The Conductors Guild was founded in 1975 at the San Diego Conference of the American Symphony Orchestra League (League of American Orchestras), and it continued for a decade as a subsidiary of that organization. In 1985 the Guild became independent. Since 1985, the Guild has expanded its services and solidified its role as a collective voice for conductors’ interests everywhere. It is supported by membership dues and donations, grants, and program fees, and is registered with the Internal Revenue Service as a 501(c)3 not-for-profit corporation.


  • Harold Farberman (1975-1979)
  • Charles A. Ansbacher (1979-1981, 1986)
  • Maurice Peress (1981-1983)
  • Donald Portnoy (1983-1986)
  • Samuel Jones (1987-1988)
  • Evan Whallon (1989-1990)
  • Michael Charry (1991-1992)
  • Larry Newland (1993-1994)
  • Adrian Gnam (1995-1996)
  • Barbara Schubert (1997-1998)
  • Wes Kenney (1999-2000)
  • Harlan Parker (2001-2002)
  • Emily Freeman Brown (2003-2004)
  • Tonu Kalam (2005-2006)
  • Sandra Dackow (2007-2008)
  • Michael Griffith (2009-2010)
  • James Allen Anderson (2011-2013)
  • Gordon Johnson (2013-2015)
  • John Farrer (2015-2019)
  • Julius P. Williams (2019 - 2023)
  • Claire Fox Hillard (2023 - present

In June of 1974, at the American Symphony Orchestra League’s National Conference held in Memphis, Tennessee, several conductors gathered together to informally discuss problems germane to conductors. Out of those discussions was born the Conductors Guild. During the year that followed, ground work to establish a meaningful organization for conductors which would be run by conductors was begun.

At the 1975 ASOL Conference in San Diego, a slate of candidates was put before the attending conductors and the first Conductors Guild Officers and Board Members were elected. At that time each Board Member and several appointed Committeemen were given a specific assignment; i.e. to research and investigate one area of interest or concern to conductors. It was the Guild’s intent to read these papers at the 1976 League Conference and to place a synopsis of each paper into the hands of all member conductors for their personal use. These papers dealt with such areas as the conductor’s relationship to managers, unions, critics, I.C.S.O.M., orchestra committees, symphony boards, audition procedures, etc. Studies were also made on such topics as foreign conductors on American podiums, conducting competitions in the United States, recordings, conductor contracts, etc.

During the 1976 ASOL Conference in Boston, the Conductors Guild held its first official Conductors Guild meetings. The assembled conductors elected three new Board Members, heard the reading of most of the aforementioned papers and studies, approved a set of Bylaws, and sponsored two sessions of live symphonic music. The first session featured Dr. Richard Lert who conducted the U.S. Army Chamber Orchestra in an open rehearsal concert of Haydn’s “London” Symphony. The second session co-produced with the College, Conservatory and University Division of the League presented the Portland (ME) Symphony performing the works of three American composers: Gerhard Samuel conducted his own “Cold When the Drum Sounds for Dawn”; Norman Dello Joio conducted his “Colonial Variants” and Maestro Fedor Kabalin conducted Ulysses Kay’s “Fantasy Variations” with Mr. Kay in attendance. Mr. Kabalin’s name was drawn from a box containing the names of all the prospective conductors by Dr. Lert. While in Boston, members of the Executive Board of the C.G. met with the chairman of I.C.S.O.M. and two B.S.O. I.C.S.O.M. representatives to discuss areas of mutual concern. Following this discussion three C.G. Board Members were invited to attend the I.C.S.O.M. National Conference in Denver in late August.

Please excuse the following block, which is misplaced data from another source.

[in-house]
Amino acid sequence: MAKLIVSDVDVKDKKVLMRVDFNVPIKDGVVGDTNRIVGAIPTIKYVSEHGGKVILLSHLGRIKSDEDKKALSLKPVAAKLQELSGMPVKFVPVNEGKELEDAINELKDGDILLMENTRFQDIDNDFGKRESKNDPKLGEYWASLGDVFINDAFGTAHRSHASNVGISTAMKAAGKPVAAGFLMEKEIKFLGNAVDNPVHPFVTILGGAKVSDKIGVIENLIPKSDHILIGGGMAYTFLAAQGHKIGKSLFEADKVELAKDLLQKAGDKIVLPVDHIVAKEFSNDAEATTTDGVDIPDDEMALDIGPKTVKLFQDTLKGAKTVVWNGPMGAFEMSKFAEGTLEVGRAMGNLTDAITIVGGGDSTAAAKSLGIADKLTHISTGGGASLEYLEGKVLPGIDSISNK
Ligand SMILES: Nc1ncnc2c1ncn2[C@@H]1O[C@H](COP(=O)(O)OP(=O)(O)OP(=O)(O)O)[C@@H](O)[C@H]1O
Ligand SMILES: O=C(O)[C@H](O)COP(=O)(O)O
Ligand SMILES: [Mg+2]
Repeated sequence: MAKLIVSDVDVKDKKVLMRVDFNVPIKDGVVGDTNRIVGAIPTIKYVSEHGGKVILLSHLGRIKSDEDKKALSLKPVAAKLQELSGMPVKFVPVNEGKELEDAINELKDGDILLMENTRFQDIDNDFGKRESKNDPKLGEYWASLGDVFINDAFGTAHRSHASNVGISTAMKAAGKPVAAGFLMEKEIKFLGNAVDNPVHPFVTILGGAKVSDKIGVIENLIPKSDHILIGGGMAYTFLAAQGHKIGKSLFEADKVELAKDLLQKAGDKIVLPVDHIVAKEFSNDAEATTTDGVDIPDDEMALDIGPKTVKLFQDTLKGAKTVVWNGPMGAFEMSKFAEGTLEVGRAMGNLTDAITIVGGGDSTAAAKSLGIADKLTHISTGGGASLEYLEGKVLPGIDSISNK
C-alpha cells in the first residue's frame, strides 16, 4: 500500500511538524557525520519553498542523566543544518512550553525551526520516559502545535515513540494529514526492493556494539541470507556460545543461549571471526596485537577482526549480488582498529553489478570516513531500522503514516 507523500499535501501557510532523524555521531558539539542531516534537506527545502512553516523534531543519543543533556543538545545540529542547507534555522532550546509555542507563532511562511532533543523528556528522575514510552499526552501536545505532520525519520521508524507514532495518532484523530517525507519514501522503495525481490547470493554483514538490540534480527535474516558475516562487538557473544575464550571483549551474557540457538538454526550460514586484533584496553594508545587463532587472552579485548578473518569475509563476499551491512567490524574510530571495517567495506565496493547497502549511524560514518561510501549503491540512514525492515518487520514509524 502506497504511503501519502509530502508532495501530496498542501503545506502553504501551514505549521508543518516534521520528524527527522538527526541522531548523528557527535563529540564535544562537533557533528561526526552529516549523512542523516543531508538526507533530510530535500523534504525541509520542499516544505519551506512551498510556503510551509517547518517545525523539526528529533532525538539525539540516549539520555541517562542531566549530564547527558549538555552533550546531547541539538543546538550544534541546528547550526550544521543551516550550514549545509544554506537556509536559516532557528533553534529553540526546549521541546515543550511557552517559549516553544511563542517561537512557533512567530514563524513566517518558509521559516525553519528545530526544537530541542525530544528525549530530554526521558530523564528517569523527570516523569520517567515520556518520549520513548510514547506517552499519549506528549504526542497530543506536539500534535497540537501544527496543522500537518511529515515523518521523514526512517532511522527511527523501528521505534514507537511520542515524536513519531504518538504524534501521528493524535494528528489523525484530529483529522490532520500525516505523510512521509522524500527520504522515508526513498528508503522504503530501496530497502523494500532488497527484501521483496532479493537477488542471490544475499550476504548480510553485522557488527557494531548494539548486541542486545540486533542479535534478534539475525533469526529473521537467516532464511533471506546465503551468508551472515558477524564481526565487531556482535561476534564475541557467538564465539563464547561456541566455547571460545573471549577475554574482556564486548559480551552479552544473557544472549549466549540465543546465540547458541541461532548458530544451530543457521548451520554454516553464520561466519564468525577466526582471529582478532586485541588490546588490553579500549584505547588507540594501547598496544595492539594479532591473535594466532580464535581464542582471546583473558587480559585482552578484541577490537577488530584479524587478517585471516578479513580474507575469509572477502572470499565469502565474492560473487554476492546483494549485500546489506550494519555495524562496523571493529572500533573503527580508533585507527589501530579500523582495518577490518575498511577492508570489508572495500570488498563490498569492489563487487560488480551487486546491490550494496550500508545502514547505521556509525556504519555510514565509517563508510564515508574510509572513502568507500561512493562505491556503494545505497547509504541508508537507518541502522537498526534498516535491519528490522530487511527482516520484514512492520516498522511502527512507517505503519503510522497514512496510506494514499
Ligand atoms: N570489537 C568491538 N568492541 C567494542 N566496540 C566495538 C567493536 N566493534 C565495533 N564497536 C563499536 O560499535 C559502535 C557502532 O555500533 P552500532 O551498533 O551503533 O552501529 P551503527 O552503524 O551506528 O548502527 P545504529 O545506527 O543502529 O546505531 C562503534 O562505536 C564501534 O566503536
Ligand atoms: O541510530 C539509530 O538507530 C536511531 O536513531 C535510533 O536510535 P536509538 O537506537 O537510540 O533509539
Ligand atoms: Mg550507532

During the 1976-77 Season, the C.G. sent to all member conductors copies of its Bylaws together with synopses of several papers read in Boston. Since the C.G. [was] affiliated with the League, an Ex-Officio member of the Conductors Guild Executive Board [represented] the Guild at all League Board Meetings.

At the January 1977 mid-winter meetings held in New York City the Guild Executive Board made plans for its presentations at the League Conference to be held this year [1977] in New Orleans. The C.G. will again present two sessions of live music; one will feature a renowned maestro conducting an open rehearsal/performance; the other will present three American works with guest composers and conductors.

The Conductors Guild presently represents a strong moral and professional force that is addressing itself to the problems and aspirations of American conductors. We urge all conductors to become involved. Several major announcements will be made at the New Orleans Conference. A slate of four Officers and three Board Members will be elected. It is hoped that member conductors will make every effort to participate in these meetings and orchestral presentations.

– Author Unknown, 1977, from CG Office Archives